Israel might expand covert war against Iran beyond Syria in coming year

A reduction has noted in weapons shipments, funds to Iran’s Syria project

By
February 13, 2019 16:59
Israeli soldiers stand atop tanks overlooking the border between Israel and Syria

Israeli soldiers stand atop tanks overlooking the border between Israel and Syria. (photo credit: RONEN ZVULUN / REUTERS)

 
X

Dear Reader,
As you can imagine, more people are reading The Jerusalem Post than ever before. Nevertheless, traditional business models are no longer sustainable and high-quality publications, like ours, are being forced to look for new ways to keep going. Unlike many other news organizations, we have not put up a paywall. We want to keep our journalism open and accessible and be able to keep providing you with news and analysis from the frontlines of Israel, the Middle East and the Jewish World.

As one of our loyal readers, we ask you to be our partner.

For $5 a month you will receive access to the following:

  • A user experience almost completely free of ads
  • Access to our Premium Section
  • Content from the award-winning Jerusalem Report and our monthly magazine to learn Hebrew - Ivrit
  • A brand new ePaper featuring the daily newspaper as it appears in print in Israel

Help us grow and continue telling Israel’s story to the world.

Thank you,

Ronit Hasin-Hochman, CEO, Jerusalem Post Group
Yaakov Katz, Editor-in-Chief

UPGRADE YOUR JPOST EXPERIENCE FOR 5$ PER MONTH Show me later

With Iran continuing to entrench itself throughout the Middle East, Israel might have to consider expanding it’s covert war against the Islamic republic over the next year in order to prevent harm to the Jewish State.

Israel has repeatedly warned that it would not allow Iran to establish a presence in Syria and has claimed responsibility for hundreds of air strikes in the country aimed at preventing the transfer of weapons – such as surface-to-air missile kits – to Hezbollah in Lebanon, as well as the entrenchment of Iranian forces on the Syrian side of the Golan Heights.

Due to recent Israeli strikes, the defense establishment has noticed a reduction in Iranian weapon shipments through Syria; a decrease of funds available to Iranian Revolutionary Guard Corps Qud’s Force Commander Qassem Soleimani for his project in Syria; and a decline in militia fighters in the war-torn country.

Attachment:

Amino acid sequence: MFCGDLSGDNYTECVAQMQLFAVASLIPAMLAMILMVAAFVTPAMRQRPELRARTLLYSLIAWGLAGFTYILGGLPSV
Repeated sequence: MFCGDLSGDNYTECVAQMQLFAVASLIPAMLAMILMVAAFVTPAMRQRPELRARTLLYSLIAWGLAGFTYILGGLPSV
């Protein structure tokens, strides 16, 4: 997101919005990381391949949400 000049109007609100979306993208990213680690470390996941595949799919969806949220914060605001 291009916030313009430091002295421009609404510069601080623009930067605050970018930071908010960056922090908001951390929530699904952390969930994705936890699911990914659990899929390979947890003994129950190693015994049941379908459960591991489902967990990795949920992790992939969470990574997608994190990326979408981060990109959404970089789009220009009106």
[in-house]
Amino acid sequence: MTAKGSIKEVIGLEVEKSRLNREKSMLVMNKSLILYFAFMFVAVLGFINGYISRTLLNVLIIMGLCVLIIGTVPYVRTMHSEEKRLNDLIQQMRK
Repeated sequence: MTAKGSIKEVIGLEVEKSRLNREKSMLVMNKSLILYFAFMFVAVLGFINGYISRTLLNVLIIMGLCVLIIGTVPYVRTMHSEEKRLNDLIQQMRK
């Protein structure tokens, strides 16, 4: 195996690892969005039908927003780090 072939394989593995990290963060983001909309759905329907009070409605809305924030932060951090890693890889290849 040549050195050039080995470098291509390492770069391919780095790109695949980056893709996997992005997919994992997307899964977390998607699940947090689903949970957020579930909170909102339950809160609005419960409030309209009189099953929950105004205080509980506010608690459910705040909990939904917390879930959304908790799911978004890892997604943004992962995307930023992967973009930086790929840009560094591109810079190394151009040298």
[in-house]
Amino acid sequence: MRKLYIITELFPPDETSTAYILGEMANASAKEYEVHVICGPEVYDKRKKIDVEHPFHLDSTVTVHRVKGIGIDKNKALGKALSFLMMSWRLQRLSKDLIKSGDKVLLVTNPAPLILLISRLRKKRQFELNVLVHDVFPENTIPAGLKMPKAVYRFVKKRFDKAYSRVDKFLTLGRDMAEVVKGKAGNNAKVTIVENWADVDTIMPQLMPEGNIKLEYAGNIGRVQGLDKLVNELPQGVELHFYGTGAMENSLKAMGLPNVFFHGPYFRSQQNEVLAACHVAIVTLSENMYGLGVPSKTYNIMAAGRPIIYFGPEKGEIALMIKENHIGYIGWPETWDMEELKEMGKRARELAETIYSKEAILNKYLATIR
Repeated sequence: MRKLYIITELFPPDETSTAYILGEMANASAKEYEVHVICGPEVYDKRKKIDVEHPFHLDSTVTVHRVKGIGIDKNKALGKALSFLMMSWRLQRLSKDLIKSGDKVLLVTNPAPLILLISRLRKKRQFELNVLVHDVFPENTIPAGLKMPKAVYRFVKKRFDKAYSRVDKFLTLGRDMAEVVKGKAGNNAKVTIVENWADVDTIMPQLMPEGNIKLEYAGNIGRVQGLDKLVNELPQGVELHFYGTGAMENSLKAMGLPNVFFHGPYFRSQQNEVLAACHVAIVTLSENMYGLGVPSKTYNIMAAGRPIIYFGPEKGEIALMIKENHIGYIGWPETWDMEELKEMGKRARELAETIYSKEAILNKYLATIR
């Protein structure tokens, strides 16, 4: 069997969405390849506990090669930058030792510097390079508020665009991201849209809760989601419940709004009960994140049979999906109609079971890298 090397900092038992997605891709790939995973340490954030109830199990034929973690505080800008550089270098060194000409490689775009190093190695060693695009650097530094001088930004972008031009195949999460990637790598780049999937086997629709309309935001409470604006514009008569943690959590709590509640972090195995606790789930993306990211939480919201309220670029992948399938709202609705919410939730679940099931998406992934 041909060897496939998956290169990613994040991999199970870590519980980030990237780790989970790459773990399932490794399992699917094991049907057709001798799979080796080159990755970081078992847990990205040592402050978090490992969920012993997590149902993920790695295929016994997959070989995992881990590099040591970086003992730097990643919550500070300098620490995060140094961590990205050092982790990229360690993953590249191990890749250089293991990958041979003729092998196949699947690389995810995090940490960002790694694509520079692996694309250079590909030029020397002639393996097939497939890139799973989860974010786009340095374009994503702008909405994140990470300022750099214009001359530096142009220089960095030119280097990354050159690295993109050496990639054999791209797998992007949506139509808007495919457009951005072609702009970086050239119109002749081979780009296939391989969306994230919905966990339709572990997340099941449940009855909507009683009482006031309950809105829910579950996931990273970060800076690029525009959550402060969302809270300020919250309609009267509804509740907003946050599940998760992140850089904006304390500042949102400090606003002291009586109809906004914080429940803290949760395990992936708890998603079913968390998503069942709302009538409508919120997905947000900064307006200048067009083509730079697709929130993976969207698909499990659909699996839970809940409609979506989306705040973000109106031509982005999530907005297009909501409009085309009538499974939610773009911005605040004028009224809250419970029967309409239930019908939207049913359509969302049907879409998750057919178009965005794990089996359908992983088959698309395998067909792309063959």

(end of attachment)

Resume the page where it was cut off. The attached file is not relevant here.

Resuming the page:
Iran has also begun moving its assets from areas repeatedly struck by Israel to locations closer to the border with Iraq, specifically the T4 Airbase located between Homs and Palmyra.

It is believed that Iran will attempt to entrench itself in Iraq, a mainly Shia Muslim country, as it did in Syria where they have managed to establish, shape and consolidate a solid parallel security structure.

Israel has until recently refrained from commenting on military activities beyond its borders, believing that by neither confirming nor denying the strikes, Iran would be less likely to retaliate. But in recent months, officials have begun openly discussing the attacks. Before taking off for an international conference in Warsaw on Tuesday night, Prime Minister Benjamin Netanyahu said that Israel was “operating every day, including yesterday, against Iran and its attempts to establish its presence in the area.” His comment referred to a strike the day before against Iranian positions in Syria’s Quinetra, right along the border with Israel.

With the help of the Russians, Iranians and Hezbollah, Assad has regained control over the majority of Syria and is rebuilding his army. It is assumed to be focusing first on intelligence and air defense divisions which could pose a threat to Israeli aircraft.

According to Israeli intelligence assessments, the Syrian military might take part in a war against Israel if one were to break out along the northern border.

While there are no reports of strikes in Iraq attributed to Israel, the Jewish state is reported to have been behind an air strike on the Syrian-Iraqi border last year near the town of Al-Bukamal which killed 22 members of a Shi’ite militia.

In September, Reuters reported that Iran had transferred ballistic missiles to Shi’ite proxies in Iraq over the course of several months and that it is developing the capacity to build more there. The missiles that were said to have been transferred include the Fateh-110, Zolfaqar and Zelzal types, which have ranges of 200-700 km., allowing them to be able to threaten both Saudi Arabia and Israel.

Iraq and Israel are officially in a state of war, and Iraqi forces have participated in the 1967 and 1973 wars against Israel. In 1981, Israel destroyed a nuclear reactor in Osirak; ten years later in 1991, troops belonging to Iraqi president Saddam Hussein fired Scud missiles into Israel.

But Israeli strikes in Iraq could get complicated, with American forces deployed in the country working side-by-side with Iraqi troops, who are working with the Hashd al-Shaabi (also known as Popular Mobilization Forces) militia fighters.

The PMF, militias who were incorporated into Iraq’s security apparatus in 2016 to fight against the Islamic State group along with Iraqi and Kurdish forces, are directly financed and equipped by Iran.

The war against Islamic State in Iraq has been a success, with the group’s territorial caliphate wiped from the map. But if Iran turns its neighbor into a no-man’s land with missiles which can threaten the Jewish state, Israel will likely expand its operations.

Join Jerusalem Post Premium Plus now for just $5 and upgrade your experience with an ads-free website and exclusive content. Click here>>

Related Content

Israeli Ambassador to the United Nations Danny Danon addresses the Security Council.
February 21, 2019
Danon to UNSC: Act against Iran's nuclear threat

By ALON EINHORN